Thursday, August 1, 2013

A Different Approach to "Study Habits"

Is the art of studying broken?  I think so.  It is my contention that what students view as studying is not conducive to learning and certainly doesn’t train them to master what they are trying to learn.  They therefore put off studying because they don’t know why they are studying and they find studying boring.  To fix the issue requires a redefinition of studying that will change student habits and oblige educators to alter aspects of their expectations.

Have you ever heard a statement similar to “I can’t tonight, I have to study for my exam tomorrow.”?  I have.  In fact, I said that far too often as a student.  To me, studying the night before the exam was the way to go, because I had seen that format of learning displayed on TV, by my peers, and expected of me by my teachers.

The problem is that in no other endeavor is this methodology expected or realistic.  For example, would you get ready for the track meet by running 100 miles the day before, to ensure you have endurance?  Or, would you finally open that trombone case the night before the concert and spend 6 hours trying to master the music?  No, it sounds ridiculous for any sport or activity to not practice daily (or close to it).  So, why is it that we educators haven’t fixed the acceptable behavior of ‘studying’ the night before an exam?

It Begins with a Definition

If asked to define how they study, my students routinely spit out a list of actions they complete:  read the book, rewrite the notes from class, try the problems in the book, try homework problems, etc.  While these and other actions are a part of the process of studying, they do not represent the when and why a student should study.  So, let’s give students a simple and direct definition of studying that will guide them to become better learners.

Studying is the action or actions taken by a student before the next class to ensure the student understands and can apply the material from the most recent class.

Notice that the above definition does not tell the student how to study, but rather when they should study, what they should study and the goal of that studying is.  Different students will accomplish the goal using different actions (read the book, complete the homework problems, etc).  

Since students lead such digitized lives (mentioned here), they appreciate the learning in small chunks

I have used this definition with my students for the past 3 years.  Of those that took the definition to heart, all returned to me mentioning how much more interesting school had become and that they were studying less to get better results. 

Not Just A Change for Students

If we are to ask our students to change their study habits, then some aspects of our course must be altered to help them accomplish the goal of studying.  A few important changes are listed below.
  1. Update that syllabus:  Describe the study process in your syllabus more formally.  Give a concrete example that may apply to the first few days.
  2. Give small and targeted reading assignments:  Don’t assign an entire chapter if you are not going to cover the entire chapter by tomorrow.  Instead, tell them to read certain pages from the chapter.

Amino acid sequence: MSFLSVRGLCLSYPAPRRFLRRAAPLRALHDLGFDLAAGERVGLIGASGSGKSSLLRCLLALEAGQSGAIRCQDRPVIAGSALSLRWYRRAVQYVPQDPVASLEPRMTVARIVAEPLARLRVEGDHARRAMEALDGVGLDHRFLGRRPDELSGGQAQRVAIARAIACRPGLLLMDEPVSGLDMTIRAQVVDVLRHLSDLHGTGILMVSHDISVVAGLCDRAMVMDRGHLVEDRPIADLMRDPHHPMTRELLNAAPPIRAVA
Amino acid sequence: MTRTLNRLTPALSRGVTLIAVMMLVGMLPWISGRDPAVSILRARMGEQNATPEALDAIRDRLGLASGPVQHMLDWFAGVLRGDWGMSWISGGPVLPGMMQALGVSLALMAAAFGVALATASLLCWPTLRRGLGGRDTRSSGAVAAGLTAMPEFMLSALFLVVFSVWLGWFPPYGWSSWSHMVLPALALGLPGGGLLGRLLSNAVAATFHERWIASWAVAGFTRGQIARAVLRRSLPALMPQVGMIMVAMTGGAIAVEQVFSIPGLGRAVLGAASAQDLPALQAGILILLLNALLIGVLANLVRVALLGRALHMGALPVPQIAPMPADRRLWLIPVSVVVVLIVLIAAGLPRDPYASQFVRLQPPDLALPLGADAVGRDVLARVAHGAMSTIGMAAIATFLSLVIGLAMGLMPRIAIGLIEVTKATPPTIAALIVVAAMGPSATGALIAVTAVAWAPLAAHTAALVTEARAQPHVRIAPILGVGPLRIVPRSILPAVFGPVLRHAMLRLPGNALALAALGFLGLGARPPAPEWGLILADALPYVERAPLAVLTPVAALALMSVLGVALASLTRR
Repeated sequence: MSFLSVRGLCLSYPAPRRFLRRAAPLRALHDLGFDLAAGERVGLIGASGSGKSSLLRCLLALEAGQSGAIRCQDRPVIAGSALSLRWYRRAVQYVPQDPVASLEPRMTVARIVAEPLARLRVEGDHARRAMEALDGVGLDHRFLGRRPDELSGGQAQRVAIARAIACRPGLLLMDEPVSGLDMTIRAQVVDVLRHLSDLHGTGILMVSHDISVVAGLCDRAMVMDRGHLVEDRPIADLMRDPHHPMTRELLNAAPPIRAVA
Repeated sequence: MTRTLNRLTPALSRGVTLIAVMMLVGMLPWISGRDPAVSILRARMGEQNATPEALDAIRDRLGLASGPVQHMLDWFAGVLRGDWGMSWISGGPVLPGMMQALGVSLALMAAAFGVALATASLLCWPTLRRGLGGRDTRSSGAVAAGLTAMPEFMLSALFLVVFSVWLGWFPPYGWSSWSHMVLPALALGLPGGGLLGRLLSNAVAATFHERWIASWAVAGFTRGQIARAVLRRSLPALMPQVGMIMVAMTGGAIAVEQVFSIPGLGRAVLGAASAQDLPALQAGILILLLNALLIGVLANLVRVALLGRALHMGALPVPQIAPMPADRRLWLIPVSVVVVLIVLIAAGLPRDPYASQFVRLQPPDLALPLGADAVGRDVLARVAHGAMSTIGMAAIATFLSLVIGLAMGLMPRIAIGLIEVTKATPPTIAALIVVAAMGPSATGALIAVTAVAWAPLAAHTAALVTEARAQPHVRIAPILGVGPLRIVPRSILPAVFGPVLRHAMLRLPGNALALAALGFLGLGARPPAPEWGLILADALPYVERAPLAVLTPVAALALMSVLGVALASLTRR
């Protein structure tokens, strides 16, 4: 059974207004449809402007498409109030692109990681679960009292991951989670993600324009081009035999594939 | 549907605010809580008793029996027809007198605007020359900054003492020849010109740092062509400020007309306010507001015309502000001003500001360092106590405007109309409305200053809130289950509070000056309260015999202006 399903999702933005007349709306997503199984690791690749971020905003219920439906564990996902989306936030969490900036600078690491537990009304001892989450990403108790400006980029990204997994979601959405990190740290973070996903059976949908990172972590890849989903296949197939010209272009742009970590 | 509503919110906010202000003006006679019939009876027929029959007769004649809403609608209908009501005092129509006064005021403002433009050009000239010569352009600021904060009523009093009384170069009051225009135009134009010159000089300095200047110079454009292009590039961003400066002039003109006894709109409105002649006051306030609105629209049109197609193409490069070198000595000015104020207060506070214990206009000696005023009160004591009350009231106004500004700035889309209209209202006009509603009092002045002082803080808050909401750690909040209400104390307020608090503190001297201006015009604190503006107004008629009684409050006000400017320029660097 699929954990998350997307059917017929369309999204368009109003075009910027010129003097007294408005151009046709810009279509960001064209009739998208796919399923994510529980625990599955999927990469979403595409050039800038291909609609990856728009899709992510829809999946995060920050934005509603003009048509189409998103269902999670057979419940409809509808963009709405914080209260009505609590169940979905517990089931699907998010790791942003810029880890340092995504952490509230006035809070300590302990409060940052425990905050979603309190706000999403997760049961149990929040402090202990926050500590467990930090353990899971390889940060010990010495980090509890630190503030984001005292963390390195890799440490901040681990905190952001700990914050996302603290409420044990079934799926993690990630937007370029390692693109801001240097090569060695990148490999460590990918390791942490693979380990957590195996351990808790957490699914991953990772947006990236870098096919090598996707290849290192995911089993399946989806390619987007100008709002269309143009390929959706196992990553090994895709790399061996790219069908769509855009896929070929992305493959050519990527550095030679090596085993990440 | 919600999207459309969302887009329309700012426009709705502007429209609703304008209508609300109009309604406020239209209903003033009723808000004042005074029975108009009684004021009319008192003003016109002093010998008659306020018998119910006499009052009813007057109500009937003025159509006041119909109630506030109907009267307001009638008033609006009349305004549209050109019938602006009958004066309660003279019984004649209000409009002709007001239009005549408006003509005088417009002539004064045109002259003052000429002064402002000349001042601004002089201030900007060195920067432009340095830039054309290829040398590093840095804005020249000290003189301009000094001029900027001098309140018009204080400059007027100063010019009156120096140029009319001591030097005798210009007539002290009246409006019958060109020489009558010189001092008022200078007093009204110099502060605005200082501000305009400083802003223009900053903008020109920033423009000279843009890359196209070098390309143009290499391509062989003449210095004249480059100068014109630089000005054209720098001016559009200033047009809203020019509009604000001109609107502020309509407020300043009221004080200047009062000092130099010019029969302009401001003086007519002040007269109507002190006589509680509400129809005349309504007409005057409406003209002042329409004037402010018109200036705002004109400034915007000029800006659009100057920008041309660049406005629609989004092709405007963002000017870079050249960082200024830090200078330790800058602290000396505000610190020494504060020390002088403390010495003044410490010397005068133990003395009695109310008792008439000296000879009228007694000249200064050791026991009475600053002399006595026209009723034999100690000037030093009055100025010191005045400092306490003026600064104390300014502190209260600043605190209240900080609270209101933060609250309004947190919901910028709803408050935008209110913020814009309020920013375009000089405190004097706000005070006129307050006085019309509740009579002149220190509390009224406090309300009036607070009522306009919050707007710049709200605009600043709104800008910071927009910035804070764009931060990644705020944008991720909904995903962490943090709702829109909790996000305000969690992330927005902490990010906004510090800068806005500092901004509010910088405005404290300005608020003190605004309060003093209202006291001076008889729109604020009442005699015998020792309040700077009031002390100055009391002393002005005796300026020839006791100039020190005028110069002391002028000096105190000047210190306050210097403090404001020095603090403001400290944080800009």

3. List appropriate problems to attempt:  It’s so easy to list all the important problems or questions from the end of the chapter.  But, we want a targeted list of problems/questions that are about the recent material, so make a list of those problems and post it daily.
  4.  Feedback is necessary:  If the objective of studying is to approach mastery of a small chunk of material, give the students a way to test their mastery.  Write special “concept check” questions or ensure they have a few worked out examples to compare their work to.
  5. Adjust your segue:  Start the day with a review question or discussion question for five minutes.  Let the class talk out what they should have learned.  On occasion, give them an easy quiz over the material…easy for anyone who studied, that is.  A proper segue will connect the ‘just learned’ with older material, make necessary the new material today, and will build connections to the big picture of the section, chapter or course.
  6. Train them early:  To ensure that the students understand the new study paradigm, we need to create a training regiment that builds proper study habits.  Begin by explaining the vision of studying.  Then, be diligent in your reminders (end of class, on class website or LMS, via email, etc) to look at the material before the next class.  Build the expectation that understanding of the past material is mandatory, not voluntary.
  7. Practice makes perfect:  If your students have been studying within the new paradigm, it makes sense that preparing for the exam is completely different.  Do not remind them to “study for the exam” because they have already studied.  Instead, urge them to “review” and “practice” for the exam.

We as instructors must take charge in redefining ‘how to study’.  Why not start this fall?  And please, let me know what you think of the updated definition presented above.  


  1. Dr Z. At what age do you recommend using this approach in training a child to study?

    1. In my humble opinion, SearchingDad, you can start training study habits early. Success in the next class and on assessments will be the reward for your student. It would be great if you, the parent, stressed that what we learn today is the foundation for learning more diverse and complicated material later. Without a solid foundation, the learning is a house of cards rather than a poured concrete bunker of knowledge.


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